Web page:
Other fireball detections
OK, the big fireball picked up by our system at Jodrell (any suggestions for a good name for this thing please?) was also seen by other receivers in the UK. First, David Entwistle saw the same event with his setup located near Preston, and Andy Smith (G7IZU) also picked up this fireball with his receivers. The links take you to their waterfall plots as a comparison with our detection. David Entwistle also saw this one visually and says it was (a very impressive) magnitude -8 event with a visual train that persisted for over a minute. Now, what information can we get from all this? That will have to wait for a few days, there are more urgent things on my mind right now...
Posted by Megan on Thursday 23rd Nov 2006 (11:42 UTC
) | 6 Comments
More Leonid echoes
The star party went well on Friday night. There were clear spells along with some cloud and even a bit of rain, but some people were lucky enough to see early Leonids streak across the sky. I spent most of the evening sat indoors with the radio receiver described in my last post, explaining to people what they were looking at (and hearing through the speakers). There was a steady stream of "pings" from meteors, but nothing too impressive.
Last night I reassembled the kit before I left to go home in order to try and catch the second peak at 0445 UT this morning. It was cloudy out of my window at 4am, then it started raining, so I didn't see anything visually, but the receiver saw plenty!
Leonid meteor echoes: 20061119. Click to see the full-size versions. CREDIT:
Jodrell Bank Observatory
How impressive is that? Not bad for something put together in a hurry! Big thanks to all the helpful people in Dev Labs, especially Eddie who got very carried away with all this and actually built the antenna and associated bits and pieces. I also recorded the audio overnight which is the process of being compressed down to a manageable size (the raw data for the night was 500Mb of images and over 8Gb of audio). When it's done I'll may be post a couple of audio clips.
Posted by Megan on Sunday 19th Nov 2006 (15:08 UTC
) | 15 Comments
I know, haven't posted in ages. There are many reasons why, but I have been incredibly busy. The thesis has been submitted and my viva is fast approaching, that's been keeping me pretty busy.
Over the last couple of weeks I have been building (with the help of some of the brilliant engineering staff) a system to detect meteors using a technique known as "forward scatter". This is a variant of the methods used by Lovell and colleagues in the early days of Jodrell Bank to detect meteors using wartime radar equipment. They used a radar system to transmit a radio signal into the sky and used the receiver to pick up reflections from the ionised trails left by the meteors as they fly through the atmosphere at high speed. The system I'm using does not actually transmit a signal. I am using a TV carrier signal in Spain as the transmitter. This works because, since the transmitter is well over the horizon from my position at Jodrell Bank, we can't normally detect the signal. When a meteor occurs in the right place, the receiver here picks up a brief burst of signal from the Spanish transmitter which has been reflected from the ionised trail.
You can try this with an ordinary radio. If you can find a frequency which is unused by any broadcasters close to your location but is used by a transmitter somewhere between 200 and 1000 km away, then you might be able to hear brief snatches of signal when a meteor occurs.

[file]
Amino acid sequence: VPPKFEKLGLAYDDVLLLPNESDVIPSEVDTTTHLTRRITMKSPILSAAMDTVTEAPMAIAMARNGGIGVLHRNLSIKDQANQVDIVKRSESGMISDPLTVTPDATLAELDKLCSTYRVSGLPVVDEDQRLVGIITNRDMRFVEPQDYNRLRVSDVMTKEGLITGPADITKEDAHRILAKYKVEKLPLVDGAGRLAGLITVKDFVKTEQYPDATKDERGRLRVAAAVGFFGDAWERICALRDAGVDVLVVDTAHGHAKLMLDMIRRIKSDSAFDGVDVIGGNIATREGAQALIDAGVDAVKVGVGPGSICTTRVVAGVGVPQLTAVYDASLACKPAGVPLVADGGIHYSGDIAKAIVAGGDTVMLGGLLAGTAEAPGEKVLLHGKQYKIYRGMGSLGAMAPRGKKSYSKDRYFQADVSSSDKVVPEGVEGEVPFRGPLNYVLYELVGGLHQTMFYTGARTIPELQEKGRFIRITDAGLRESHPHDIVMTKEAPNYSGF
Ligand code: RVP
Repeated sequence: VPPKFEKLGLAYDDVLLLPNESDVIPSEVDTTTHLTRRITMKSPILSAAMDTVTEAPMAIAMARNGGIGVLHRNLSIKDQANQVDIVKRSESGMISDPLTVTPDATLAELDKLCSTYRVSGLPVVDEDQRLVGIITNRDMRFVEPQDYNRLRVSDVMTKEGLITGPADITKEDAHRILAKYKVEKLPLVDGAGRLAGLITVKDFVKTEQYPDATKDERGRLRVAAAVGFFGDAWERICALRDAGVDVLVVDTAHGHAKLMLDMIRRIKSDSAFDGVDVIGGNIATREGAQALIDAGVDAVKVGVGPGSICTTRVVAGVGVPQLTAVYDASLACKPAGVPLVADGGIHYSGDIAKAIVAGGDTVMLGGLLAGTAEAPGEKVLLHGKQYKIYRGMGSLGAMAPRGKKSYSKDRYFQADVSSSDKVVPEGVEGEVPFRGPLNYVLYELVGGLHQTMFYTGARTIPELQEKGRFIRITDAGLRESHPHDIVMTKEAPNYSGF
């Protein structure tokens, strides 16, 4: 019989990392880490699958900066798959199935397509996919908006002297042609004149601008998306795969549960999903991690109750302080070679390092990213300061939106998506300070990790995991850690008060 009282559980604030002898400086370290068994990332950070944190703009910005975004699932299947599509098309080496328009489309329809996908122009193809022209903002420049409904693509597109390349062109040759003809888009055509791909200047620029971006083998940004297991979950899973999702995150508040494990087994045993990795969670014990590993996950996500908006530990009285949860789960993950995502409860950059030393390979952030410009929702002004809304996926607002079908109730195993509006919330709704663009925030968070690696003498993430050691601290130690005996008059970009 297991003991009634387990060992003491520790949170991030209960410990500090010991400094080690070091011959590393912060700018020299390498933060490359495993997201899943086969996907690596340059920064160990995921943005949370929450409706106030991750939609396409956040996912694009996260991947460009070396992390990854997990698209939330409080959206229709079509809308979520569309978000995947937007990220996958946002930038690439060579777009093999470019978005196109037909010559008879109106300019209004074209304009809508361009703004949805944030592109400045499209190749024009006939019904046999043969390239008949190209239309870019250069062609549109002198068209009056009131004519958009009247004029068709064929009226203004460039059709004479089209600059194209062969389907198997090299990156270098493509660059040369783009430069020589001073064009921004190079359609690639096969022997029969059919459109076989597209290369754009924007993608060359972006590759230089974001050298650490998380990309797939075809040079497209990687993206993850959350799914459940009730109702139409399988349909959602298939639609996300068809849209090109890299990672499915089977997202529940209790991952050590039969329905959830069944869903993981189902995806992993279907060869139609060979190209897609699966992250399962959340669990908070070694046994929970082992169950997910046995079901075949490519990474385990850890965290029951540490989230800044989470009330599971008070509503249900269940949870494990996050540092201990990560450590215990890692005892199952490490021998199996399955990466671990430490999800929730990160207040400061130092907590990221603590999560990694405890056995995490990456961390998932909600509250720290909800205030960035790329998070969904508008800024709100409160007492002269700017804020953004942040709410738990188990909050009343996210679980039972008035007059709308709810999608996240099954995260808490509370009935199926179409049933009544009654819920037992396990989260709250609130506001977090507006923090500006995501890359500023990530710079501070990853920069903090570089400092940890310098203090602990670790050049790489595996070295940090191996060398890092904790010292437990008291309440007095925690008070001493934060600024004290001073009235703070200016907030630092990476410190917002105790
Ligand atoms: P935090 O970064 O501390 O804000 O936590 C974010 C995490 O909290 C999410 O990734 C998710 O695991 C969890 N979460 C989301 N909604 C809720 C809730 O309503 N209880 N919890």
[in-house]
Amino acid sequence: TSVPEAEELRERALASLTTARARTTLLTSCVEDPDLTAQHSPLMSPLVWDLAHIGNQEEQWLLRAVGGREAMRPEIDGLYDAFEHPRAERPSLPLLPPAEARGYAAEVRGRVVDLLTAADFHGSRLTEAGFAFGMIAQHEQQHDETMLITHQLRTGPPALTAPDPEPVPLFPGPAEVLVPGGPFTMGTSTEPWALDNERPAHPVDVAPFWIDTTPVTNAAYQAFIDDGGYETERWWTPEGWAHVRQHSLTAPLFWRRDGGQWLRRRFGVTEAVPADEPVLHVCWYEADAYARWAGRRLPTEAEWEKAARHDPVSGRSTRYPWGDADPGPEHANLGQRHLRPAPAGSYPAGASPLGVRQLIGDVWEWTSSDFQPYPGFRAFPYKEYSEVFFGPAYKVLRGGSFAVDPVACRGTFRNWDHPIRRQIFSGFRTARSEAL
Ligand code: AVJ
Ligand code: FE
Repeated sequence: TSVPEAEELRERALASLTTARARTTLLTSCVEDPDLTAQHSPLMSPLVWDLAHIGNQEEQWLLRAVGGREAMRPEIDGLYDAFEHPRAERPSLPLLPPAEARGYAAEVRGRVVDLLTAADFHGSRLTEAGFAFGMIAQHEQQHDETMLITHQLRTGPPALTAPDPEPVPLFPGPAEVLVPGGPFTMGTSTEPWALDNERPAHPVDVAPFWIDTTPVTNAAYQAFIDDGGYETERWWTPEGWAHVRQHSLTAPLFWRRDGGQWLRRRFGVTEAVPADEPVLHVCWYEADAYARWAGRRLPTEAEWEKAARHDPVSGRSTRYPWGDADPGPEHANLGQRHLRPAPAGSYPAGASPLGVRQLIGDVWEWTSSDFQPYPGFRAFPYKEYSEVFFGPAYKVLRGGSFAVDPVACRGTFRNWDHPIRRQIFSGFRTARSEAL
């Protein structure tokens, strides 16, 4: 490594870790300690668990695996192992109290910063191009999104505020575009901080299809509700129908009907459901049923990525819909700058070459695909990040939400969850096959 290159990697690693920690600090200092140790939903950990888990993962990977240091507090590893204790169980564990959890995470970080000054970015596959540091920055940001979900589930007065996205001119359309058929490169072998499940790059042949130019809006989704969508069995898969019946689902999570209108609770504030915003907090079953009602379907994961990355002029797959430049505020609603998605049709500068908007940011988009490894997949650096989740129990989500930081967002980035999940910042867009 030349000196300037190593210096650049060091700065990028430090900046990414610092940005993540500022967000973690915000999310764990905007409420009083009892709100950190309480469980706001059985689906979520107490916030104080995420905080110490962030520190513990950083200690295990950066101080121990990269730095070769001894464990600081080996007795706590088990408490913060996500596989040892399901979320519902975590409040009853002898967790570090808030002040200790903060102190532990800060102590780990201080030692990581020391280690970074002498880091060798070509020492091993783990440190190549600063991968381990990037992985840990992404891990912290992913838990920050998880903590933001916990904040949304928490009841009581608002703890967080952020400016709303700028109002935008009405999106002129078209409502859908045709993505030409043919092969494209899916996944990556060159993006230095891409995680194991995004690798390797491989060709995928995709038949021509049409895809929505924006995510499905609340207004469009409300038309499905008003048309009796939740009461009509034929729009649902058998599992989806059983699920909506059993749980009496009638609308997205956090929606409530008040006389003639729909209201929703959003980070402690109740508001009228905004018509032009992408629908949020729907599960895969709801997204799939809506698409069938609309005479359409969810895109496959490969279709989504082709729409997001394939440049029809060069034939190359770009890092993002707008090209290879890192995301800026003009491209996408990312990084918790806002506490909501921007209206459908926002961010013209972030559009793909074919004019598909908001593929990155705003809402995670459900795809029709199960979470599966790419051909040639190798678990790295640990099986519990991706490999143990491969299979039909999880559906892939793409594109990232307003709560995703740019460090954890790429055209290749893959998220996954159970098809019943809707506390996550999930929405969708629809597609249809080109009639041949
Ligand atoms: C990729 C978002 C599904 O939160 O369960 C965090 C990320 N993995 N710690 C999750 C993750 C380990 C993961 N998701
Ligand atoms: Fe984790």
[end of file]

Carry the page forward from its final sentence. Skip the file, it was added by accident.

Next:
The system we have is slightly more complex than this, but only because we can! I'm using an old scanner (borrowed from Dev Labs) tuned to 48.25 MHz (the frequency of the Spanish carrier signal), along with a 1/4-wave dipole as the antenna (at 48 MHz, that's quite a big dipole!), a preamp, and a filter. The antenna is cable-tied to a fence post in the field with many metres of coax between the amplifier and the rest of the equipment which I'd prefer to be in the dry and warmth of a building. When no meteor is present, the receiver just produces white noise as there are no local users of this frequency. When a meteor occurs in the right place, you hear a brief "ping" at a particular tone (which can be varied by adjusting the tuning slightly). The audio is fed into a computer running Spectrum Lab which produces a graphical record of the echo.
Most echoes are very short lived, but some can last for several minutes. A few examples of the echoes we've seen whilst testing the equipment can be seen below.
Why have we done all this? Well, apart from being a lot of fun, it is a way to demonstrate to people why we are here at Jodrell and how radio astronomy got started in this country. It also shows that you can explore the sky with simple and inexpensive equipment and might hopefully inspire a few people here and there. Tonight is the normal peak of the Leonid meteor storm (there is an additional peak on the 19th this year at 0445 UT which should have quite a good Zenithal hourly rate, or ZHR) and here at Jodrell we are having a Star Party. With any luck the skies will clear and we'll see some meteors, but even if it doesn't we will be able to hear them!
If you're interested in having a go at this, Here are some useful websites. The radio
section of the International Meteor Organisation, Andy Smith
who runs a meteor receiver in the UK, and the excellent Spectrum Lab
software. I'd also recommend any of Sir Bernard Lovell's books about the early days of the Observatory where he describes the use of ex-military equipment to observe the spectacular 1946 Giacobinid storm, and "Meteor Science and Engineering" by McKinley.
Here's hoping for clear skies!
Posted by Megan on Friday 17th Nov 2006 (12:04 UTC
) | 10 Comments